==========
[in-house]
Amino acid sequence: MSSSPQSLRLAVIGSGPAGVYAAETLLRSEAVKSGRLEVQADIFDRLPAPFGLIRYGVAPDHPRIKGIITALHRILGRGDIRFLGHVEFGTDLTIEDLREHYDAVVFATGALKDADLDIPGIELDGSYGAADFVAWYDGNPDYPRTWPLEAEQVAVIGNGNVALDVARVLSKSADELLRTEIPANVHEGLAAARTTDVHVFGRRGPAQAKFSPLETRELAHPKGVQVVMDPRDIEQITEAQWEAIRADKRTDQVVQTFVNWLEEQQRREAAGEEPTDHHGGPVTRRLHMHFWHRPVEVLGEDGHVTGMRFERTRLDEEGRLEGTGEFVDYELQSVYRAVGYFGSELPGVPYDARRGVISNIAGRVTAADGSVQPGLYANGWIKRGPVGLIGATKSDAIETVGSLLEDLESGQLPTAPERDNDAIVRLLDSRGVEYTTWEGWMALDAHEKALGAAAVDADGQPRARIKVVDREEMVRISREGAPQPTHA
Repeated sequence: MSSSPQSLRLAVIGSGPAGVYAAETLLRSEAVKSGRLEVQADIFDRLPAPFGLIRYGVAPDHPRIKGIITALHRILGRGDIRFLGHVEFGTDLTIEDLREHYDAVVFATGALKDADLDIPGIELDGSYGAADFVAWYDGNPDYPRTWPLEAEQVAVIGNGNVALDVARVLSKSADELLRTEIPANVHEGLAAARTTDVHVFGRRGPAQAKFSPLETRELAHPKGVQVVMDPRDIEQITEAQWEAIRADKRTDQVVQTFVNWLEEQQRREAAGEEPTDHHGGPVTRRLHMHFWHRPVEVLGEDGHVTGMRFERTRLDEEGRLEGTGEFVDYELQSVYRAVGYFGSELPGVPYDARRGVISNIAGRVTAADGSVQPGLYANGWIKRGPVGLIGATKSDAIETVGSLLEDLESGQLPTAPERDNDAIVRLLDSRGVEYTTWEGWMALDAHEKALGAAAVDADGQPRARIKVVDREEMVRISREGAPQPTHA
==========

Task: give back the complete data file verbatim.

[in-house]
Amino acid sequence: MSSSPQSLRLAVIGSGPAGVYAAETLLRSEAVKSGRLEVQADIFDRLPAPFGLIRYGVAPDHPRIKGIITALHRILGRGDIRFLGHVEFGTDLTIEDLREHYDAVVFATGALKDADLDIPGIELDGSYGAADFVAWYDGNPDYPRTWPLEAEQVAVIGNGNVALDVARVLSKSADELLRTEIPANVHEGLAAARTTDVHVFGRRGPAQAKFSPLETRELAHPKGVQVVMDPRDIEQITEAQWEAIRADKRTDQVVQTFVNWLEEQQRREAAGEEPTDHHGGPVTRRLHMHFWHRPVEVLGEDGHVTGMRFERTRLDEEGRLEGTGEFVDYELQSVYRAVGYFGSELPGVPYDARRGVISNIAGRVTAADGSVQPGLYANGWIKRGPVGLIGATKSDAIETVGSLLEDLESGQLPTAPERDNDAIVRLLDSRGVEYTTWEGWMALDAHEKALGAAAVDADGQPRARIKVVDREEMVRISREGAPQPTHA
Repeated sequence: MSSSPQSLRLAVIGSGPAGVYAAETLLRSEAVKSGRLEVQADIFDRLPAPFGLIRYGVAPDHPRIKGIITALHRILGRGDIRFLGHVEFGTDLTIEDLREHYDAVVFATGALKDADLDIPGIELDGSYGAADFVAWYDGNPDYPRTWPLEAEQVAVIGNGNVALDVARVLSKSADELLRTEIPANVHEGLAAARTTDVHVFGRRGPAQAKFSPLETRELAHPKGVQVVMDPRDIEQITEAQWEAIRADKRTDQVVQTFVNWLEEQQRREAAGEEPTDHHGGPVTRRLHMHFWHRPVEVLGEDGHVTGMRFERTRLDEEGRLEGTGEFVDYELQSVYRAVGYFGSELPGVPYDARRGVISNIAGRVTAADGSVQPGLYANGWIKRGPVGLIGATKSDAIETVGSLLEDLESGQLPTAPERDNDAIVRLLDSRGVEYTTWEGWMALDAHEKALGAAAVDADGQPRARIKVVDREEMVRISREGAPQPTHA